Laryngoscopy: Using sounds to mimic VCD episode, a specialist can determine if an athlete has VCD.

Laryngoscopy Image

All procedures are NON-invasive


Detailed information is obtained from patient.


Performed by Pulmonary Specialist.  This is the main test doctors generally use to diagnose asthma.  To help determine how well your lungs are working (pulmonary function), you take a deep breath and forcefully breathe out (exhale) into a tube connected to a spirometer. This records both the amount (volume) of air you exhale and how quickly you exhale. If certain measurements are below normal, it may indicate asthma has narrowed your airways.


Performed by a Specialist. This is a medical procedure that is used to obtain a view of the vocal folds and the glottis. Typically, a flexible scope is used to view movement of the vocal cords when a patient is symptomatic. Since VCD is usually not usually present after ceasing exercise, our specialist was able to mimic VCD using sounds created by my daughter while the scope was in place.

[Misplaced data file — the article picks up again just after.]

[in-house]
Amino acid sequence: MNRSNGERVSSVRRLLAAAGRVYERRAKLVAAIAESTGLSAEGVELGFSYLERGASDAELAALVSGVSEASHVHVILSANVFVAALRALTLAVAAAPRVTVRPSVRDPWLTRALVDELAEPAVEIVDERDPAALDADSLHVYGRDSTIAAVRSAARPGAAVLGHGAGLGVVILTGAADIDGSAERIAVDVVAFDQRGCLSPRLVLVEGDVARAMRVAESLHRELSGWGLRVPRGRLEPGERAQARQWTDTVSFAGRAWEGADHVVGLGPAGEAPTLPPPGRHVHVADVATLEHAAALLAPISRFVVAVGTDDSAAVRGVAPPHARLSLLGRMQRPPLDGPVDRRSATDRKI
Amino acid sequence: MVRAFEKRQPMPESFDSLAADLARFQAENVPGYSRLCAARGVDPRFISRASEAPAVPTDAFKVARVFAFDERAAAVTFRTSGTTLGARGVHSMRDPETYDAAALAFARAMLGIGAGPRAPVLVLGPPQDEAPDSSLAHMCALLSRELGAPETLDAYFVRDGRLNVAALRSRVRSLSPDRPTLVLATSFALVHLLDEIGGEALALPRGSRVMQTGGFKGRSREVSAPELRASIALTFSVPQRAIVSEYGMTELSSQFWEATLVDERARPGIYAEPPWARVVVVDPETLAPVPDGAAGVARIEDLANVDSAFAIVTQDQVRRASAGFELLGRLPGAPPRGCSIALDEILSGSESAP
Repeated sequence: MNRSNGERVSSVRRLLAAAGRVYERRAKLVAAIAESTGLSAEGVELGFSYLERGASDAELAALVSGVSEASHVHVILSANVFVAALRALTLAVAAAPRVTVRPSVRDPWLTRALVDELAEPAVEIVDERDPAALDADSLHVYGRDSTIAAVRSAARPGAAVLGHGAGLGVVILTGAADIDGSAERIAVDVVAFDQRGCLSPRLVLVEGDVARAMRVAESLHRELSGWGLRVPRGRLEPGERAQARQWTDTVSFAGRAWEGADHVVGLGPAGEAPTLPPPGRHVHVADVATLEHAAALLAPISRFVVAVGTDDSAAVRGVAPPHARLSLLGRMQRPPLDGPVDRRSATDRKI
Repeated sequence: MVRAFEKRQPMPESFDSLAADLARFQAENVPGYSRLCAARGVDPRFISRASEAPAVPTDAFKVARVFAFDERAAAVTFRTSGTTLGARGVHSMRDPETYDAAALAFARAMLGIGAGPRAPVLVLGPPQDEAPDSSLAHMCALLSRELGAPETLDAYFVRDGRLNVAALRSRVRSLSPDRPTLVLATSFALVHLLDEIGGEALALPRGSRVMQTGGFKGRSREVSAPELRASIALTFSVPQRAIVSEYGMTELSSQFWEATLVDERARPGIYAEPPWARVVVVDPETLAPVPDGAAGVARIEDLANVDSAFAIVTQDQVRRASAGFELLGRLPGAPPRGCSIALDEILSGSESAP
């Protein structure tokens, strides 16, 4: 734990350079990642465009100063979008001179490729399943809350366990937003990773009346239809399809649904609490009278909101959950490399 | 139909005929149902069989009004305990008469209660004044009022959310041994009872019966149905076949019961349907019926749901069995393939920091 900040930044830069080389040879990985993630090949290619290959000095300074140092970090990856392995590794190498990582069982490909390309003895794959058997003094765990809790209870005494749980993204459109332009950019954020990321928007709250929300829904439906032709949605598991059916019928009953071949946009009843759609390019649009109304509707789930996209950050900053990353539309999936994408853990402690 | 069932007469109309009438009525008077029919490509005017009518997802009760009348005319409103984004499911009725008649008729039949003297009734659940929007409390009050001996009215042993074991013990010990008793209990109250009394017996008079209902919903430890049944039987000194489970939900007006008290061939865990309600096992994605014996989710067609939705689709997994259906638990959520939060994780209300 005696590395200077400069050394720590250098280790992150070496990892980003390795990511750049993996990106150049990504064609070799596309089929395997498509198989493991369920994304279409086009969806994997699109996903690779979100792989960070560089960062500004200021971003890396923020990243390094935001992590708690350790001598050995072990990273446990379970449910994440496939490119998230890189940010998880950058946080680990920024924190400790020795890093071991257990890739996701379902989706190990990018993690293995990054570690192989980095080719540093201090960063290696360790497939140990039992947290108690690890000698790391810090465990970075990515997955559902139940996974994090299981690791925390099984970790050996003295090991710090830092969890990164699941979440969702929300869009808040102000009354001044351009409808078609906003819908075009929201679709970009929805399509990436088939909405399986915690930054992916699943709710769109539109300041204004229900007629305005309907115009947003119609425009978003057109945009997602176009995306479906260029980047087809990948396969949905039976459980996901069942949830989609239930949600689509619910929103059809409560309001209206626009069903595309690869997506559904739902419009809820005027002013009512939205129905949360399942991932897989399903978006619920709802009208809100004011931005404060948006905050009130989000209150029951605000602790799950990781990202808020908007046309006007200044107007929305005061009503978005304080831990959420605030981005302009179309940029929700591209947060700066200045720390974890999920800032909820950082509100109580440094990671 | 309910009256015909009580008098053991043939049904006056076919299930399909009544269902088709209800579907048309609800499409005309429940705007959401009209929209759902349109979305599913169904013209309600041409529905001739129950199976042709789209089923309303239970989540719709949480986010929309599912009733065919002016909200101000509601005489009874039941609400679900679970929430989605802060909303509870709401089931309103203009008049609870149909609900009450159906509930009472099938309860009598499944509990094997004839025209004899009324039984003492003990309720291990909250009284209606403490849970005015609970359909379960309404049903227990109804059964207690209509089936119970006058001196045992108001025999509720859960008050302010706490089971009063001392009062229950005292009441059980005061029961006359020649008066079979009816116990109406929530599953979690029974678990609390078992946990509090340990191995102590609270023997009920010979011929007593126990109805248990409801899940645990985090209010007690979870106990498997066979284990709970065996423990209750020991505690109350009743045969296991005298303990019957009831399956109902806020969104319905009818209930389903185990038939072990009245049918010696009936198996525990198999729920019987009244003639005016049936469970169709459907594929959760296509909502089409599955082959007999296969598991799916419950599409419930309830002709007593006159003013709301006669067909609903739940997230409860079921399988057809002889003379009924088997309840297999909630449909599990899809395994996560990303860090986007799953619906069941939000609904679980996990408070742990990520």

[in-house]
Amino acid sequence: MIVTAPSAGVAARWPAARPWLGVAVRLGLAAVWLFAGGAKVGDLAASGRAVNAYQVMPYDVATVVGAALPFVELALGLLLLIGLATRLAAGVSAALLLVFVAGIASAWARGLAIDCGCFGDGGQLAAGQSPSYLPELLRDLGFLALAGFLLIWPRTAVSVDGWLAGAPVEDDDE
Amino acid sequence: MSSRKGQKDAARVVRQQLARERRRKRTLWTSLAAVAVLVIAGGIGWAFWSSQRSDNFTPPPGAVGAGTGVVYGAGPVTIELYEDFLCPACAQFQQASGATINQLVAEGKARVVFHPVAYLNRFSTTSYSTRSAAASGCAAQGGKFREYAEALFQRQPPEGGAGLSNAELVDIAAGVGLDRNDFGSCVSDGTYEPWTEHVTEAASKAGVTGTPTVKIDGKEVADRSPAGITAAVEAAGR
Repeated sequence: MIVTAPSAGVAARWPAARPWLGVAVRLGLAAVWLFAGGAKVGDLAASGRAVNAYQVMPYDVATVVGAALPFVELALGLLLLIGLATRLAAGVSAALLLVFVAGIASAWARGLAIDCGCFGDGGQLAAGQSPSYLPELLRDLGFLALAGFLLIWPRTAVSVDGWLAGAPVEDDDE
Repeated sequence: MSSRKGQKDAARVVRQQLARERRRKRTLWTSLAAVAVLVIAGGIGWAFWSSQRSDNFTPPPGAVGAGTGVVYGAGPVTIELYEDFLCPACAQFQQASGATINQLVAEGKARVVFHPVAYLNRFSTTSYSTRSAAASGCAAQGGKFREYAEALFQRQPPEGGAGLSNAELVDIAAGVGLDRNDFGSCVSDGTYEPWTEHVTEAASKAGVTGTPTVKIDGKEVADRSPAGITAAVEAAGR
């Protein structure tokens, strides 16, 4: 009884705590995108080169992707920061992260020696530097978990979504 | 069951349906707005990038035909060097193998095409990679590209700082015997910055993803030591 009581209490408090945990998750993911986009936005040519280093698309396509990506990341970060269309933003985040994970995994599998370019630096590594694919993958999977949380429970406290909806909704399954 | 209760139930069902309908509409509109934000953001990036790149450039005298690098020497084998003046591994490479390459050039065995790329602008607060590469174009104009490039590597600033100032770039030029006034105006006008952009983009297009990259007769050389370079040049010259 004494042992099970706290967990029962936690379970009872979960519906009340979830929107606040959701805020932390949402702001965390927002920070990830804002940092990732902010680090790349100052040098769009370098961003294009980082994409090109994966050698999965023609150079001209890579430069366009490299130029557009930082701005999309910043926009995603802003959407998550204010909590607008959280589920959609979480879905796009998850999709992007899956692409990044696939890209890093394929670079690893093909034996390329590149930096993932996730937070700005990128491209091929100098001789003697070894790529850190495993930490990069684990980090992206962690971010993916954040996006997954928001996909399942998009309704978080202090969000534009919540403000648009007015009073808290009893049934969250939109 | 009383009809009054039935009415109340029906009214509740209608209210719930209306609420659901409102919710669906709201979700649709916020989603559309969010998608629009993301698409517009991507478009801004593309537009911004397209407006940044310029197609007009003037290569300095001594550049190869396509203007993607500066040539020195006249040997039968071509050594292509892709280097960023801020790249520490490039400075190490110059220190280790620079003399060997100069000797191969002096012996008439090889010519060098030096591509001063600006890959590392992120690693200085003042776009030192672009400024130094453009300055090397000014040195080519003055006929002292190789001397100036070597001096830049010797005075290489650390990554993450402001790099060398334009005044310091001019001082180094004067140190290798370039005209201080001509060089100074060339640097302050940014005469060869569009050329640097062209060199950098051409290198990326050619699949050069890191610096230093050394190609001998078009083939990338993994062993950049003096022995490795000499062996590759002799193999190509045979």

What is Happening? The black areas in the illustration below show the amount of opening to allow for air to pass:
During normal breathing, the vocal cords are apart and optimum amount of air passes through.
During a VCD incident, the vocal cords come together during INHALATION and the opening is significantly reduced resulting in shortness of breath localized to the throat area.

“My lungs are perfectly fine, but I can’t breathe when I push myself in training and competition… I went to the doctor, and he thought it could be asthma, so he prescribed 2 inhalers…” Learn the Difference

Contact: Jane@VocalCordDysfunction.org

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